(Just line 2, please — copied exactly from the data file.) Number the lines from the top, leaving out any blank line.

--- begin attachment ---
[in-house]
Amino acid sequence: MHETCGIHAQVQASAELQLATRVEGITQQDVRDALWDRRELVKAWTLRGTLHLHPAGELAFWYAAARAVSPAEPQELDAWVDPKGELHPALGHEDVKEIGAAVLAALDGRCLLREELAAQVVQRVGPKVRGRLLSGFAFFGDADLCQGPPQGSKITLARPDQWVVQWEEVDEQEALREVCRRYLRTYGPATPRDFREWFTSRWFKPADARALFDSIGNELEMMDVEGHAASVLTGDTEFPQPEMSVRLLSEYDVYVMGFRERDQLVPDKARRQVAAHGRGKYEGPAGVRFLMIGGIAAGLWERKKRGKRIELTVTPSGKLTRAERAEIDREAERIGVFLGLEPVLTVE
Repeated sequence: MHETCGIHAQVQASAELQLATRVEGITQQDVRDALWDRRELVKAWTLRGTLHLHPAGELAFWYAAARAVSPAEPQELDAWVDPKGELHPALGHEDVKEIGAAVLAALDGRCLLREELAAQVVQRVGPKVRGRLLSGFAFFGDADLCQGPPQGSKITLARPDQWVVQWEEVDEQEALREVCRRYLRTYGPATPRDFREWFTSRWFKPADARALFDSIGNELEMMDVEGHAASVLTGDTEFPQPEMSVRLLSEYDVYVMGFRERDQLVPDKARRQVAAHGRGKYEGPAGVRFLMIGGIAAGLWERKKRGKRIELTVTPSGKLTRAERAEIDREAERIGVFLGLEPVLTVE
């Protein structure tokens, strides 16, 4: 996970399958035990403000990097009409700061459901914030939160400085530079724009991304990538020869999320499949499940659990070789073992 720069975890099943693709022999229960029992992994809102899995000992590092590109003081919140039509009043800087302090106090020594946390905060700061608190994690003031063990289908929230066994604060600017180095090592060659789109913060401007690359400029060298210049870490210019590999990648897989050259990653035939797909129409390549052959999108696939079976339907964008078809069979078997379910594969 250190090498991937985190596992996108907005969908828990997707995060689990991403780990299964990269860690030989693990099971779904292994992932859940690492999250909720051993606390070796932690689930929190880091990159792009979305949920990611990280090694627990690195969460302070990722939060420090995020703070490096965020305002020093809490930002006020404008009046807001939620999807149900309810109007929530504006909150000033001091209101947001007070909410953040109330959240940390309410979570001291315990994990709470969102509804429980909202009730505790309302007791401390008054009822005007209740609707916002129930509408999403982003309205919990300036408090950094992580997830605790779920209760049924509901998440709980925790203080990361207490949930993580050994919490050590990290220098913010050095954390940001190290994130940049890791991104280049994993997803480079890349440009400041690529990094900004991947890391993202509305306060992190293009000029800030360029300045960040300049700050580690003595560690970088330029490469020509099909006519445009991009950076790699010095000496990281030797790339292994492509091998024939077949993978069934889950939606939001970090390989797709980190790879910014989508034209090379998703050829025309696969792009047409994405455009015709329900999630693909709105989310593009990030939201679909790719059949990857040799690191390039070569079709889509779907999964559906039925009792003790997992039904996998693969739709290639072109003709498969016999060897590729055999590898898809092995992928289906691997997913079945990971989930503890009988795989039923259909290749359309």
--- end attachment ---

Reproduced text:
Amino acid sequence: MHETCGIHAQVQASAELQLATRVEGITQQDVRDALWDRRELVKAWTLRGTLHLHPAGELAFWYAAARAVSPAEPQELDAWVDPKGELHPALGHEDVKEIGAAVLAALDGRCLLREELAAQVVQRVGPKVRGRLLSGFAFFGDADLCQGPPQGSKITLARPDQWVVQWEEVDEQEALREVCRRYLRTYGPATPRDFREWFTSRWFKPADARALFDSIGNELEMMDVEGHAASVLTGDTEFPQPEMSVRLLSEYDVYVMGFRERDQLVPDKARRQVAAHGRGKYEGPAGVRFLMIGGIAAGLWERKKRGKRIELTVTPSGKLTRAERAEIDREAERIGVFLGLEPVLTVE